The Lagos Unified Duct Infrastructure Project (LASG-UDIP), which will see to the deployment of 6,000km fibre optic cables across the state, is expected to gulp about $100 million in each of the two phases. In a public private partnership (PPP), the concessionaire is expected to bear the entire cost, while the state government provides enabling environment.
The Guardian reports that the project, which is part of Governor Babajide Sanwo-Olu’s smart-city initiative, initially targeted May 2022 for completion of the first phase that will see the laying of 3,000km fibre optic cables across the state, but the project is now expected to be completed on or before February 2022.
Interestingly, some mobile network operators (MNOs) have started showing interest in the project with some 2,100km of fibre from the project already leased to them.
However, the state’s right of way (RoW) fees of N796/linear meter still remains a source of concern to telecommunications operators going by other levies and taxes they pay. Telcos claim they pay as much as 39 different taxes, which have in several ways impacted their operations.
A senior executive of one of the telecommunication firms, who doesn’t want his name in print, said a further downward review of the LASG RoW would do a lot to help service providers in the fibre optic segment of the industry.
He said the charge is not convenient for telecoms operators because it is over 500 per cent higher than the normal fees approved by the Federal Government, which is N145 per linear meter.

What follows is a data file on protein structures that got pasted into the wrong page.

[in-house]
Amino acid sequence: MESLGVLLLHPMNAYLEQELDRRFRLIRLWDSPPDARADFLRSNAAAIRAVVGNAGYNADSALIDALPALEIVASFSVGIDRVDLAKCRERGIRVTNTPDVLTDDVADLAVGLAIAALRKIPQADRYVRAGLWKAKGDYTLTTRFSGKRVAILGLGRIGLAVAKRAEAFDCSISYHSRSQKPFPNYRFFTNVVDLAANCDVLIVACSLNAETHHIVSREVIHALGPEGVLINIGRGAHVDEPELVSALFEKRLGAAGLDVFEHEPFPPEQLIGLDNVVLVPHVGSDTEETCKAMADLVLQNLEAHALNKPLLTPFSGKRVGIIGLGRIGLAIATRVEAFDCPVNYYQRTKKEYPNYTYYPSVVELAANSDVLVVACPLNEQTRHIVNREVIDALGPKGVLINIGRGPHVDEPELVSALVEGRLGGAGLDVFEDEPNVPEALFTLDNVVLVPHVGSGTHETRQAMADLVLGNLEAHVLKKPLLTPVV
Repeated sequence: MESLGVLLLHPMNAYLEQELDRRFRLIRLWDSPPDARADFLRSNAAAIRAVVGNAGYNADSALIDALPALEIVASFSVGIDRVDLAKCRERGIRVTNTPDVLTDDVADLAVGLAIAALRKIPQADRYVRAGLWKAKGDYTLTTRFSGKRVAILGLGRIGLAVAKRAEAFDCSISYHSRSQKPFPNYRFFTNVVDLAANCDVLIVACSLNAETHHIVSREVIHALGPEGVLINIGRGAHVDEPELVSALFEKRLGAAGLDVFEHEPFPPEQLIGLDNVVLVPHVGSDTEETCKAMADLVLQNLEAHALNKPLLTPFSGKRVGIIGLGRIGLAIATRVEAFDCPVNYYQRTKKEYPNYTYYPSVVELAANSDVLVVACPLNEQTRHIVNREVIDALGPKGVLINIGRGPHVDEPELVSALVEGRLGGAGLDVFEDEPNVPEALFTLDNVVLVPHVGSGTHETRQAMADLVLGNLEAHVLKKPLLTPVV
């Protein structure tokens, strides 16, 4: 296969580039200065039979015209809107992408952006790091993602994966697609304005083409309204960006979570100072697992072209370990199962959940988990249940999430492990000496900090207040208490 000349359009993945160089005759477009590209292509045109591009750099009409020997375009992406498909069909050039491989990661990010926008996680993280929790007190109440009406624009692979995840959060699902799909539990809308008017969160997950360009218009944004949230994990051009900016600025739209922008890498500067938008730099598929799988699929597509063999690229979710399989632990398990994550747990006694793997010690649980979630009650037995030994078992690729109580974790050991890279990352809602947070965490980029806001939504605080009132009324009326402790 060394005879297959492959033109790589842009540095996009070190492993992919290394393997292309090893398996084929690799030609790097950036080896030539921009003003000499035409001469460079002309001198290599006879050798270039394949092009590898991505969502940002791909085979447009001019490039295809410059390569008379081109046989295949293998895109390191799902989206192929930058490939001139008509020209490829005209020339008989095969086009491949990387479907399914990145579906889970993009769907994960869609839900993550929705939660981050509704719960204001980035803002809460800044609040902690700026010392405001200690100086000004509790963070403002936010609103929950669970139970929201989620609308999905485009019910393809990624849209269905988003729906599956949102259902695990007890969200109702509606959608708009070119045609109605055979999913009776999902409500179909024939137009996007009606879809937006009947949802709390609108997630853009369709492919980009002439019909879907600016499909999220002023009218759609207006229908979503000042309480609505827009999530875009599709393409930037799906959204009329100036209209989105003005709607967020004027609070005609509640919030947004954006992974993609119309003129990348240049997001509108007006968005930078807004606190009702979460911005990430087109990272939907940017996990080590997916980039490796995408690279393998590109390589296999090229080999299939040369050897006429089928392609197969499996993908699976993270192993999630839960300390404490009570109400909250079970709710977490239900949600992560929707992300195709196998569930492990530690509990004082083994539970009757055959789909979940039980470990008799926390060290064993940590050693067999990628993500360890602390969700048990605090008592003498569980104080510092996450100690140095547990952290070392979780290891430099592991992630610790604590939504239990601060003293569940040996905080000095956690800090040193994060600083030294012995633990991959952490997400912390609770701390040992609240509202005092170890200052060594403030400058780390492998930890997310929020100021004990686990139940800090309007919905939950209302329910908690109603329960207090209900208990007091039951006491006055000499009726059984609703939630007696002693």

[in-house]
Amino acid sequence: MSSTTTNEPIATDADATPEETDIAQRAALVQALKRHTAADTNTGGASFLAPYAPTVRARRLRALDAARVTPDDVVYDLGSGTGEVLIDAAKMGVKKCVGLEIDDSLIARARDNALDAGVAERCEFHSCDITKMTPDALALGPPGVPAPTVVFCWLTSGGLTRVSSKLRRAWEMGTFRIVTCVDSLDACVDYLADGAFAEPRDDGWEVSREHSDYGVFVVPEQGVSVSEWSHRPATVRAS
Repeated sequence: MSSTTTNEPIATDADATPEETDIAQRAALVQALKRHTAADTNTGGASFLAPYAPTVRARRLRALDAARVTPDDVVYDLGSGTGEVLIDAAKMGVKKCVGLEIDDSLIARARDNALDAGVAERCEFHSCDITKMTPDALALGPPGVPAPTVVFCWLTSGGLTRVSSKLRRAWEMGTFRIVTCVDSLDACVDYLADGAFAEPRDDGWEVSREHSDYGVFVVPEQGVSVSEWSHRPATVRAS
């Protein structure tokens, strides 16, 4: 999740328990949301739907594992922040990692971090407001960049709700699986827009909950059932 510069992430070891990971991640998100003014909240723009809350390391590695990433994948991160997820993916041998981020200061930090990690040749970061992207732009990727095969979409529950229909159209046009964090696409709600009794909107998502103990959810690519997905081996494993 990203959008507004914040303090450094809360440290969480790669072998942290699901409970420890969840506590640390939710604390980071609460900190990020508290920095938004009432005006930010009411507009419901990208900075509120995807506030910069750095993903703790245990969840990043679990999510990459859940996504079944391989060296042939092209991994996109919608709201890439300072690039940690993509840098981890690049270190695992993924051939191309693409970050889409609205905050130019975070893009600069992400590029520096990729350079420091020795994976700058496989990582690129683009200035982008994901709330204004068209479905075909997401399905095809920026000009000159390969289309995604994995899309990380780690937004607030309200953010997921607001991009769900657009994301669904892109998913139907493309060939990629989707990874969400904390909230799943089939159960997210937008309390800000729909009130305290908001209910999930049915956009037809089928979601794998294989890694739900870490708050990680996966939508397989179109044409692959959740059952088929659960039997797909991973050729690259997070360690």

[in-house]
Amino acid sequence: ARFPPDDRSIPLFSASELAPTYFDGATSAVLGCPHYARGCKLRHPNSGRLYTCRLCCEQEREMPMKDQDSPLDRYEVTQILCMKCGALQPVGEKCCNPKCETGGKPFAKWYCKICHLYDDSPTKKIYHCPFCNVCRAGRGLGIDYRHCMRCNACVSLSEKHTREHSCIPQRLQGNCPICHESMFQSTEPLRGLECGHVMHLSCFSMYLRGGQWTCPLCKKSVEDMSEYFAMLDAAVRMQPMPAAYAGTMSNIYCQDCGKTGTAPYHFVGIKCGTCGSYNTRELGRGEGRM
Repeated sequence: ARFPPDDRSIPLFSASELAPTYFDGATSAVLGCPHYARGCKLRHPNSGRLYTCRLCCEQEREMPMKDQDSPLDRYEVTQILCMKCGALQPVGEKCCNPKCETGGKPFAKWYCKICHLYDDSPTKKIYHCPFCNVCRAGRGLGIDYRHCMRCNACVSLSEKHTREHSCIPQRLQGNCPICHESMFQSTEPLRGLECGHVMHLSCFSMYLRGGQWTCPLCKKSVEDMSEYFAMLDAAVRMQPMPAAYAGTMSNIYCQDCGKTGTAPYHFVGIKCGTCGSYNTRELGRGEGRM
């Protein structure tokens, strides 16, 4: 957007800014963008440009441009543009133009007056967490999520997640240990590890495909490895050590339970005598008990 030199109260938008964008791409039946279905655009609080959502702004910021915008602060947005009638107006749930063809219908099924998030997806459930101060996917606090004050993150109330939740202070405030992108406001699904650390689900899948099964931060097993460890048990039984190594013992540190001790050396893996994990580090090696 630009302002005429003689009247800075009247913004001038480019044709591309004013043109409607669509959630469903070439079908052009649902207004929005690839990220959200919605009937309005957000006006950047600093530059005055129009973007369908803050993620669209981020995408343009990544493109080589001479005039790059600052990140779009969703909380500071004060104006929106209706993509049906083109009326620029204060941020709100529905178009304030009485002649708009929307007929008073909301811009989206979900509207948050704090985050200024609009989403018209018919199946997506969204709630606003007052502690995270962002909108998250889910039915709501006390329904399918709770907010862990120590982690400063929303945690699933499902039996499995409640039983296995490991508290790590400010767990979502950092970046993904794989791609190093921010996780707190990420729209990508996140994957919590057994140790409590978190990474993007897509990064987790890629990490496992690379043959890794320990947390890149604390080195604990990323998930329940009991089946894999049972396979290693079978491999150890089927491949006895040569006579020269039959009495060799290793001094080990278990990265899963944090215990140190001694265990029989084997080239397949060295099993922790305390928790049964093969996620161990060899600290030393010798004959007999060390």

According to him, it means that under normal circumstance, Lagos residents should pay more for calls and data services because it cost operators more to deploy services in the state.
Findings show that the state government is partnering with two firms, Messrs Western Telecommunications and Engineering Services Metro Limited, to handle the project as concessionaires.
It was gathered that some contents of the agreement showed that the project partnership will last for an initial term of 25 years, which might later be extended, and the companies are to pay the state 10 per cent of the revenue generated from leasing the fibre ducts to telecoms operators.
The concessionaires are also required to provide the Lagos State government with fibre duct capacity to points of interest (POI) within the state.
The Lagos State Commissioner for Science and Technology, Hakeem Fahm, told The Guardian that the state is ahead of schedule, and the project will be completed by February 2022. Fahm said MTN has leased over 1,600km and connected over 334 base station sites to the unified fibre project, adding that another 400 sites are under ongoing connection to Lagos Unified Duct Infrastructure and are rapidly swapping out 3G radios for 4G radios to deepen broadband penetration and provide more efficient broadband services all over Lagos.
He said Airtel has also leased close to 500km in the first instance and negotiating to lease another 500km, while connecting over 300 of their base station sites to the Lagos Unified Duct Infrastructure project. He said the telecommunications firm is also swapping out 3G Radios for 4G Radios, adding that the other MNOs and ISPs are concluding negotiations with the connection of over 1,500km to the Unified Duct Infrastructure.
The Commissioner explained that the concessionaire will run the project on Open Access Model with uniform pricing model for all the local and international telecoms companies willing to lease the infrastructure when completed.